The Robert Kennedy phenomenon goes unexplored in Bobby

Bobby, written and directed by Emilio Estevez

Emilio Estevez’s Bobby is an effort to capture the atmosphere of American life at a tumultuous time. The setting is the Ambassador Hotel in Los Angeles on June 4, 1968, the day of the California Democratic presidential primary, which pit New York Senator Robert F. Kennedy (the “Bobby” of the title) against Minnesota Senator Eugene McCarthy, both of them by then outspoken opponents of the Vietnam War. Kennedy won the vote, but was fatally shot in the hotel’s kitchen shortly after making his victory speech.

Estevez combines archival footage of Kennedy touring and speaking with a fictional narrative that follows the activities of nearly two dozen characters at the Ambassador—hotel guests, employees and Kennedy campaign workers alike—during the 16 hours that lead up to the assassination.

For obvious and ominous reasons, particular attention is paid to relations among the kitchen staff. Miguel (Jacob Vargas), a baseball fanatic, has tickets to see a Los Angeles Dodgers’ game, in which pitcher Don Drysdale will attempt to set a record for shutout innings, but the scheduled events at the hotel oblige him to work a double-shift and miss the game. His fellow Mexican-American, José (Freddy Rodríguez), tussles verbally with the black chef (Laurence Fishburne) over race and class issues. Their boss (Christian Slater) is fired for obvious racism by his superior (William H. Macy)—who is involved in an affair with a hotel switchboard operator (Heather Graham)—after the former explains that he has no plans to give the staff time off to vote: “They’re not gonna vote. Half of them are illegal, they can’t vote.”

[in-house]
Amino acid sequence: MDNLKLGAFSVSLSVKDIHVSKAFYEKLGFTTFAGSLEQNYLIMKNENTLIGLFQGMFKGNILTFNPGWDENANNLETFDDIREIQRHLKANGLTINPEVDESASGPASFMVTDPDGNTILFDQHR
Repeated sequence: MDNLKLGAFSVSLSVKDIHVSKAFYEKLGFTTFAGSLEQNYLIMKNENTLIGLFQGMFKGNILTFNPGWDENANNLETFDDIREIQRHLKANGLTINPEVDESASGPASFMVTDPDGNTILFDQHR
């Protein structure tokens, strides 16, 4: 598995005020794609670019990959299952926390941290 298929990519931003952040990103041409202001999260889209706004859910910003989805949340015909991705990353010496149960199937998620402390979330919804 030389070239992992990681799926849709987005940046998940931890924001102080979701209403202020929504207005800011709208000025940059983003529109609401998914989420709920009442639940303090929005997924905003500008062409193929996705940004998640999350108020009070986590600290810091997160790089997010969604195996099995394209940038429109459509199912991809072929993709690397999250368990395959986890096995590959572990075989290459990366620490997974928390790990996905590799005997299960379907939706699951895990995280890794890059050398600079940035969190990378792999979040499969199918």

Against her parents’ wishes, a young woman (Lindsay Lohan) is marrying a young man (Elijah Wood) she doesn’t know very well, in order to keep from him being dispatched to Vietnam. A pair of campaign workers (Brian Geraghty and Shia LaBeouf) experiment with LSD under the guidance of the hotel’s resident hippie (Ashton Kutcher). A black Kennedy supporter (Nick Cannon), who tells his colleague, “Now that Dr. [Martin Luther] King is gone, no one’s left but Bobby,” is invited by the candidate himself for a conversation.

A vaguely unhappy couple (Estevez’ father, Martin Sheen, and Helen Hunt) attempt to work out their difficulties. Another pair, alcoholic singer (Demi Moore) and her husband (Estevez), a former musician, seem unlikely to escape their personal misery. The singer tells a hotel hairdresser (Sharon Stone), the wife of the Macy character, that “You know, we’re all whores, but only some of us get paid,” but then apologizes, “I’m an awful drunk.” A Czech reporter (Svetlana Metkina) implores a Kennedy campaign official (Joshua Jackson) for “five minutes” with the candidate. Two older men, Nelson (Harry Belafonte) and John (Anthony Hopkins), a retired doorman, hang around the hotel lobby playing chess.

Unhappily, none of the strands of the story are seriously developed. Some of them go nowhere at all. It remains a mystery, for example, what one is to make of the Belafonte-Hopkins conversations, except that the two are aging and not pleased about it. Equally, the Sheen-Hunt vignette is peculiar. She seems to find it difficult to assert herself and worries too much about what pair of shoes to wear. Somewhat out of the blue, Sheen gets down on his knees in their hotel room and tells her that “You’re more than your shoes, your dress, your purse . . . you’re more than these things.”